I don’t run these much anymore, mostly because I don’t have time. That said, we have a little window of opportunity here and I thought it might be an idea to see how things are progressing. The NHLE’s also make the point of this article (Cooper Marody is looking like a real NHL talent) so it’s a good place to run the equivalencies. By the way, using the NHLE’s of their time (God bless you, Gabriel Desjardins), Pouliot’s draft day NHLE was 27.6. Here are this year’s Oilers.
- Cooper Marody 47.3
- Kirill Maksimov 36.5
- Ryan McLeod 31.1
- Joe Gambardella 30.1
- Tyler Benson 29.1
- Kailer Yamamoto 27.9
- Cam Hebig 27.6
- Ostap Safin 21.0
- Tyler Vesel 12.1
- Skyler Brind’Amour 8.2
- Graham McPhee 6.9
- Aapeli Rasanen 5.4
If we use Pouliot as the arbitrary line in the sand, then Marody, Maksimov, McLeod, Gambardella, Benson and Yamamoto have a chance. I think Marody is underrated by many fans, likely because his first NHL trips have been pedestrian. Suspect he’s exactly the player I’m trying to find in the first segment of this morning’s conversation. Marody’s math is screaming ‘NHL skill player’ and even though it’s a small sample, he spiked a year ago too. Please baby Jesus, don’t let him be another Pontus Aberg.
- Evan Bouchard 36.7
- Joel Persson 28.2
- Caleb Jones 22.8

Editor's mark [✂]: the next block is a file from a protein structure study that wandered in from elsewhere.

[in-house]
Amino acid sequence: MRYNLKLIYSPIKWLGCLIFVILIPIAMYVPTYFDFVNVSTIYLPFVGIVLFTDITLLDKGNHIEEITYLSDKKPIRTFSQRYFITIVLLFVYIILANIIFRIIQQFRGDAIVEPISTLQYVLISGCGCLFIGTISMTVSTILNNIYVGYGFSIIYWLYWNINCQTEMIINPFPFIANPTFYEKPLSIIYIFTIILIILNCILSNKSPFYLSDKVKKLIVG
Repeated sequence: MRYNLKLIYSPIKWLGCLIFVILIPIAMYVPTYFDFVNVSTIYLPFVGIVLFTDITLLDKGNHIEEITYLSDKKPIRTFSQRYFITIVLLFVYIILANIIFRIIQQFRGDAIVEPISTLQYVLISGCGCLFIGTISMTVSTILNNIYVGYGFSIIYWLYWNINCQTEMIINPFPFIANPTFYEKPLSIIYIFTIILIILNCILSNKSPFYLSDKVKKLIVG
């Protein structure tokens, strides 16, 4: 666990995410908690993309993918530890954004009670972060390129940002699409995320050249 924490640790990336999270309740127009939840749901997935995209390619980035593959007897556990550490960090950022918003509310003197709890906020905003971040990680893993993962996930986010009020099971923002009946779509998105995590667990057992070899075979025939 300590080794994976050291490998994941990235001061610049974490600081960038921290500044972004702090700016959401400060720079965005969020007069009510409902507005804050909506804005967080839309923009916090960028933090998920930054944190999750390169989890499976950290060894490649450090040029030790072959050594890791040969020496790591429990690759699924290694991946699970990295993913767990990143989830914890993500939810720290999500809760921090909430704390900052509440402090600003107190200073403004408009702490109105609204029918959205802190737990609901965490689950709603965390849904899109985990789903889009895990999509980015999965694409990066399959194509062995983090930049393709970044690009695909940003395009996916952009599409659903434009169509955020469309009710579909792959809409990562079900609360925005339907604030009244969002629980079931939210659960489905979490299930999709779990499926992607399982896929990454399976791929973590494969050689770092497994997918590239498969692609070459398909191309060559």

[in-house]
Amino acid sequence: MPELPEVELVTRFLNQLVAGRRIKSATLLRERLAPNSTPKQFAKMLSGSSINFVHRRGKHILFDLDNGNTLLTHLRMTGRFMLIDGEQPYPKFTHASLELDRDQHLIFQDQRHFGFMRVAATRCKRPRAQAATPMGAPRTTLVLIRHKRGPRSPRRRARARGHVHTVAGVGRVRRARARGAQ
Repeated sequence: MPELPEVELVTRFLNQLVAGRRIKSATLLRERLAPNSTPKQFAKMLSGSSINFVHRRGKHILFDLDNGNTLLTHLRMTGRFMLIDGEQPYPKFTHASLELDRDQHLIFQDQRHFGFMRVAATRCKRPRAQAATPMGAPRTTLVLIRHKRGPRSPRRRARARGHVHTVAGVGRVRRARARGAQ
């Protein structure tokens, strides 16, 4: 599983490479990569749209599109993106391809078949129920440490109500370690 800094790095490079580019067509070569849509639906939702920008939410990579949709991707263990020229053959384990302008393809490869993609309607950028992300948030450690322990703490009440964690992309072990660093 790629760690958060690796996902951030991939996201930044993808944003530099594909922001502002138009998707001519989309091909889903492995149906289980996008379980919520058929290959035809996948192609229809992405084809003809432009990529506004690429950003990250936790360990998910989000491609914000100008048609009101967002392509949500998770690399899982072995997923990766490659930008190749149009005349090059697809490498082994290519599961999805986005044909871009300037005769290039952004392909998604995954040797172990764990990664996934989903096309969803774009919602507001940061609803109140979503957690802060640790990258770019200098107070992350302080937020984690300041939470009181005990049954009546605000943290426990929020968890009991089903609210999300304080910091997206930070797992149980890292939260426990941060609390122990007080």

- Filip Berglund 16.9
- Ethan Bear 15.2
- Dmitri Samorukov 15.0
- William Lagesson 12.8
- Vincent Deslauriers 10.1
- Mike Kesselring 8.7
- Matthew Cairns 6.3
- Phil Kemp 5.7
- Markus Niemelainen 4.44
- John Marino 4.2
The lock among Oilers prospects is Evan Bouchard, his ability to move the puck expertly badly needed on this Edmonton team. Joel Persson is the other offensive defenseman, I keep wondering if the club brings him over later this campaign to have a look. Caleb Jones played well and based on play in the NHL, everyone has to be pleased with his progress.
Dmitri Samorukov and Phil Kemp will join Evan Bouchard at the WJ’s this week, Oilers fans will get a look at a possible future on the blue line.
WHAT DOES IT ALL MEAN?
When I was a kid, growing up Jehovah’s Witness, it was routine to see a Watchtower or Awake! magazine with the title “bringing you good news about this system of things!” and I think there is good news coming here. I don’t know how many or how high, but between the current amateur scouting staff, some astute trades and Woodcroft’s magic in Bakersfield, some of these fellows look wildly out of place compared to the Oilers own AHL past. Merry Christmas, I think.
LOWDOWN WITH LOWETIDE
A tremendously busy Christmas Eve morning show today, we get rolling at 10 on TSN1260. Scheduled to appear:
- Mark Masters, TSN. An up close look at the World Juniors.
- Eric Fawcett, Gator Country. What we can look forward to from the NBA on Christmas day.
- Jason Gregor, TSN1260. Oilers will wake up on Christmas day inside the playoffs, but with injuries depleting the defense. How can they cobble together a working V-6?
- Andy McNamara, TSN4Downs. Cleveland wins! Eagles win! The playoff picture and more.
10-1260 text, @Lowetide on twitter. Merry Christmas, best of the season to those who do not celebrate. And if you know any Jehovah’s Witness kids, please be kind. It’s a tough time of year for those little ones. By the way, you can give a gift to a Jehovah’s Witness kid this week, if it is given in friendship. That is all.